June 2021’s short story of the month (sorry it’s late)
It was like an echo from the past, or a dream that he was only just now remembering. He recognized everything about the room, even though he was sure he’d never been there before. He knew the paintings on the walls, could name the artists who’d painted them. The only thing that puzzled him was who was he? He couldn’t remember his own name.
A door creaked behind him.
“Who are you?” he asked the man and woman staring at him.
They quickly glanced at each other, and some secret passed between them. He didn’t know what the look meant, and the secret was apparently not his to know.
They both watched him but when they noticed him looking back, they quickly averted their eyes. They were frowning, and both had wrinkled brows.
The man was the first to speak. “We were afraid this would happen.” The man stepped toward him and stuck out his hand. “I’m Charles, but my friends call me Chuck.”
He shook the hand being offered to him and as he did, something nagged him. He knew this man. At least, he thought he did. And the woman. He knew them both. They were a set. No, that was the wrong word. They were a couple.
He shook his head in frustration. He rubbed his hands on his face. It was like all the information he needed was there but behind a curtain or hidden behind a panel he couldn’t quite unluck.
“Do I know you?” he asked.
Chuck nodded. “Yes, both, my wife and I,” he said pointing to himself and the woman, “we know you very well. We’ve all been friends since we were children.”
They looked at him expectantly, but he wasn’t sure what they wanted.
“That’s good. I guess. Can you tell me who I am?” he asked.
Chuck and his wife exchanged another one of those looks that meant something inexplicable to him.
“Well,” Chuck answered with hesitation, “we can, but we’re not supposed to.”
It was his turn to wrinkle his brow. He was confused and frustrated by this point.
“What do you mean you’re not supposed to?”
Chuck’s wife spoke up this time. “We’re supposed to let you remember for yourself. It’s one of the rules you’ve always emphasized about time magic.”
Chuck shook his head as his wife spoke. “Annie, we’re not supposed to tell him anything.”
She glared at Chuck. “Seriously, Chuck. He’s our friend. We can’t let him wander around not knowing who he is or how he got here.”
Chuck threw up his hands in frustration. “I don’t make the rules. He does.” Chuck pointed at him and stomped around in a small circle. “Perhaps we should notify the Elders.”
“No,” he said, but he didn’t know why. He didn’t want them to notify the Elders. There was that nagging feeling again. He knew even though he couldn’t recall the context of it, that he would be in a lot of trouble if the Elders were called on his account.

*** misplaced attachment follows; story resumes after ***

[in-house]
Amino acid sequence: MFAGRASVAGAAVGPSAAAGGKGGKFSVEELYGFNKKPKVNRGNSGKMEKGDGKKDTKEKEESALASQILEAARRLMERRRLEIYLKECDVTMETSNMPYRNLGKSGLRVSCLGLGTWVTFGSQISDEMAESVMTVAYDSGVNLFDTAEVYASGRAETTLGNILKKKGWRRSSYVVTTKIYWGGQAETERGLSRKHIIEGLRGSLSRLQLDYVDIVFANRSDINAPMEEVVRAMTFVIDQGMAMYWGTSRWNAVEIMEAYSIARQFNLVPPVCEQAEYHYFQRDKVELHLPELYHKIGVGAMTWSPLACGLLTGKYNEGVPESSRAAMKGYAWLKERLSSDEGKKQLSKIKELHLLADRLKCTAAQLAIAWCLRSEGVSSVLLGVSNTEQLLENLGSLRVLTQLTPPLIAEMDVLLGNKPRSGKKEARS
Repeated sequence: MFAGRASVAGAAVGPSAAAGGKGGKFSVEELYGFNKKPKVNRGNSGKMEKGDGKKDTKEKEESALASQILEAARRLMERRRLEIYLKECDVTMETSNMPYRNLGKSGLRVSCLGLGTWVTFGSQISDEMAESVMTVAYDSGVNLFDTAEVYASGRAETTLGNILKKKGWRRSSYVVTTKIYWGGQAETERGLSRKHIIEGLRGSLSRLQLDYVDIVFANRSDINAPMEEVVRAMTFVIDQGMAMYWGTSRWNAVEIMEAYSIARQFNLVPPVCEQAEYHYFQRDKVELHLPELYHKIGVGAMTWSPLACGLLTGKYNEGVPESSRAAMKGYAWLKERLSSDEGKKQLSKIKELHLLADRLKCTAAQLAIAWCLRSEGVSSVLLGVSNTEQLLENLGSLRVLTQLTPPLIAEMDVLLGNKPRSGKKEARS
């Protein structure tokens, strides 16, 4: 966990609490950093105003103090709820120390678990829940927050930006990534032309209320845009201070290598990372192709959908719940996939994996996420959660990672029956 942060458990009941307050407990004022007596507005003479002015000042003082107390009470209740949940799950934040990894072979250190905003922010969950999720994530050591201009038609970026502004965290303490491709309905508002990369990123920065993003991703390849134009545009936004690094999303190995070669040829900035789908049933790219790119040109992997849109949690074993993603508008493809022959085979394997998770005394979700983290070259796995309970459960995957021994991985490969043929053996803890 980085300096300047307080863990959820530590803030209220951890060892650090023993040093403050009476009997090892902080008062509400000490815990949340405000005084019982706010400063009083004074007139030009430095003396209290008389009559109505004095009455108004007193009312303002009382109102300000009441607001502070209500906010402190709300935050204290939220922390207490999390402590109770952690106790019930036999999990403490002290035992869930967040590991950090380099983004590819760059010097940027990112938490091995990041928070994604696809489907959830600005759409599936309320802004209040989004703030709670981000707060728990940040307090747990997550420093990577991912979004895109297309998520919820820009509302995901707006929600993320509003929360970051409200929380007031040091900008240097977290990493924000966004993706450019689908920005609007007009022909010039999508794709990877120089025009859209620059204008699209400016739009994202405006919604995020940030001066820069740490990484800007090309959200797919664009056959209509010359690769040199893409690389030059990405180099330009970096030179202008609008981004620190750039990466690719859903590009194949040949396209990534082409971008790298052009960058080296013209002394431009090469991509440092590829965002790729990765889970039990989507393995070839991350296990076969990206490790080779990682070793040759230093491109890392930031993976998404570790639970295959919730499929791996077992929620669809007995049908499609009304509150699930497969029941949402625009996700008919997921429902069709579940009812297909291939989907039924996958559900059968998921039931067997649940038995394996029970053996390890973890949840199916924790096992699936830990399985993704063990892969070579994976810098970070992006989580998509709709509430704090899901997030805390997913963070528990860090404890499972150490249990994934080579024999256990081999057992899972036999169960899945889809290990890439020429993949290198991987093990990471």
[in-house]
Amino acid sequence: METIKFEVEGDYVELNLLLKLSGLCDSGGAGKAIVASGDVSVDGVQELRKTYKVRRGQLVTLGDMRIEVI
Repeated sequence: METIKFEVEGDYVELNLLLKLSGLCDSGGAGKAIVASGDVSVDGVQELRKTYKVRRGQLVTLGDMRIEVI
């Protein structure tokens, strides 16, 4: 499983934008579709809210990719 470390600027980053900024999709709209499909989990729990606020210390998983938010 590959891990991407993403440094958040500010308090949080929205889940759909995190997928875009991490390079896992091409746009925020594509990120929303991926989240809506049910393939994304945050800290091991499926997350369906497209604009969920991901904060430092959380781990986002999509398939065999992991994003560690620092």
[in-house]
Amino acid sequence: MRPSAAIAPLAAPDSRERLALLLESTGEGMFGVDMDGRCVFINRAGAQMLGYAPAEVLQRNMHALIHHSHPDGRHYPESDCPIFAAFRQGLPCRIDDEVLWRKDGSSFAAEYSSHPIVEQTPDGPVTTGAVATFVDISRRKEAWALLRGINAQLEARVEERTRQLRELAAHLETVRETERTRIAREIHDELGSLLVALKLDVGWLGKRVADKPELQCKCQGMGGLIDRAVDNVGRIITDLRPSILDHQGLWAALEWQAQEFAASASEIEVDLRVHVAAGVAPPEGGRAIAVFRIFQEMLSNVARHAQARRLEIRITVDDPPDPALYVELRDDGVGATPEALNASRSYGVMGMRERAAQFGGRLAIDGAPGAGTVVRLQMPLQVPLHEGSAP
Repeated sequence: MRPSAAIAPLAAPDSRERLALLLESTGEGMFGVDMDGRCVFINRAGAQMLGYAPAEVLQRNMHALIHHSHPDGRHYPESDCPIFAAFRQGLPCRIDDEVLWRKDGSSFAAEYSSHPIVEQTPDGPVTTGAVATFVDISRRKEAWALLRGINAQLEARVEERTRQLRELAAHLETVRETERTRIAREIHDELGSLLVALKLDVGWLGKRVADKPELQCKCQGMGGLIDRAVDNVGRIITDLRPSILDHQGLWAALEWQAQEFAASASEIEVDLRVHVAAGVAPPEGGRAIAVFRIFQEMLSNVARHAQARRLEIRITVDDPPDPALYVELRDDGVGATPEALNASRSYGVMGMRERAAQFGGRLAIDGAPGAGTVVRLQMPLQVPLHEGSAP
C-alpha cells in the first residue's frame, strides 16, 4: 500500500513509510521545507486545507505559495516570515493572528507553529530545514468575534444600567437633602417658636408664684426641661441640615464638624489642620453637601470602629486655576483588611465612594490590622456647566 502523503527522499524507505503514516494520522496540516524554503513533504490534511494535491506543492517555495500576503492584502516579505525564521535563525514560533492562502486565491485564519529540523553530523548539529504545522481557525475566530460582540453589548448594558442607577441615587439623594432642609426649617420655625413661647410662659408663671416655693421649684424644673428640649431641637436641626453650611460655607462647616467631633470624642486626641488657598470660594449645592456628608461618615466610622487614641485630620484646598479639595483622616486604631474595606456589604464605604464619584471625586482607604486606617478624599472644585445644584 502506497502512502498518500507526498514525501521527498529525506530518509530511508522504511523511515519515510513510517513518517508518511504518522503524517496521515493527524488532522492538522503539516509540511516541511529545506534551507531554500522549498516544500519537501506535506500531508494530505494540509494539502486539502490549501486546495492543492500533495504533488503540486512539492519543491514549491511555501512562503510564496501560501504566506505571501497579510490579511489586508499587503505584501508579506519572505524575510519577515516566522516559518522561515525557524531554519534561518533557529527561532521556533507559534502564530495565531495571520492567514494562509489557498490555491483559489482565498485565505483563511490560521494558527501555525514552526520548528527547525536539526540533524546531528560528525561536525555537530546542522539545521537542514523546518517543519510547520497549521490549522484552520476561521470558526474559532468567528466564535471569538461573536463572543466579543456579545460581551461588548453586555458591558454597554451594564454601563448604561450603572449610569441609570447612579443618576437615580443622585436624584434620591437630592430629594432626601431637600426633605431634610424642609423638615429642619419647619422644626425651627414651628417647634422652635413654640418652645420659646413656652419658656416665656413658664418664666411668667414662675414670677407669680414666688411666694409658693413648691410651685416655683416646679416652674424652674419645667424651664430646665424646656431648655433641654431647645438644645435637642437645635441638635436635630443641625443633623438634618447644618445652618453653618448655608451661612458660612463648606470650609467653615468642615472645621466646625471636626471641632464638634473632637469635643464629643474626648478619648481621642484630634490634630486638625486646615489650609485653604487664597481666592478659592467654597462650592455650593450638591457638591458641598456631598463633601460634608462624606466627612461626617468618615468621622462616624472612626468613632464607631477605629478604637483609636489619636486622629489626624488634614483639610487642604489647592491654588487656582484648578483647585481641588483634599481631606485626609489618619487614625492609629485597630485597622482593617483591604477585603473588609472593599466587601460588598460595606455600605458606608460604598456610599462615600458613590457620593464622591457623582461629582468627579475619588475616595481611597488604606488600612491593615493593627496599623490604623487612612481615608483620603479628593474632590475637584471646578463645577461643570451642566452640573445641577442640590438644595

Chuck stopped his pacing. “So, you remember that?”
“Why don’t we take him to our house tonight?” suggested Annie.
Chuck pulled Annie aside and whispered to her. “We don’t know what he was doing or when or where he went. He’s been missing for nearly five years. That’s the longest he’s ever been gone before.” Chuck paused and looked at his friend, who was definitely listening in. “We knew this would happen one day,” he said in defeat.
Chuck marched out of the room. He said over his shoulder, “Fine. Let’s go. Come on, Reggie.”
Annie motioned for him to follow and let out a sigh of relief.
As he was following Annie out to their car, he asked her, “Am I Reggie?”
She smiled at him. She just nodded as she opened the car door for him.
He couldn’t sleep that night even though their guest room was comfortable. He crept down the stairs and into their kitchen. He hunted for something to eat, but for some reason, he couldn’t think of what the food items were called and he couldn’t remember what things he liked and didn’t.
He was standing staring at a package of bread when he heard footsteps behind him.
“Can’t sleep?” asked Annie. She took the bread from him. She placed two slices in a device and went around the kitchen gathering other things.
She motioned towards the counter. “Sit on one of the barstools.” She pointed again. “I’ll make you some toast. With butter and jelly. Just the way you always eat it.”
He paused as he was sitting. She kept letting information slip about him. Whatever “rule” there was about not telling him things, she didn’t seem to think it mattered.
He let her make the toast. She placed a plate and a cup in front of him then sat next to him at the bar and watched him eat like a mother fawning over a child.
He had a million questions for her, and he had no idea how to get the most information out of her before she would clam up.
At this point, he didn’t really feel like he had anything to lose.
“Why can’t you tell me things? And why can’t I remember anything about my own life?” He didn’t look at her when he spoke because whenever she made eye contact with him, she looked at him sadly.
“I shouldn’t,” she hesitated and glanced over her shoulder towards the stairs.
“Please,” Reggie begged. “Tell me something, even something small.”
She nodded. “Okay. I can’t imagine what it’s like to not know anything about your own life, not even your own name.” She sighed. “Okay, but it might be best if I don’t give you any specifics about yourself. I’ll explain why you don’t remember anything, but no details.” As she finished speaking, she shook her head. “No details,” she repeated.
He looked at her waiting for her to decide.
“It was always your rule, not mine,” she added.
Several minutes passed and she opened her mouth to speak a couple of times, but she didn’t say anything.
“Okay,” she said again. “You can’t remember who you are because it was the cost of whatever spell you cast.”
Reggie looked at his hands in confusion. Somehow he knew she wasn’t lying.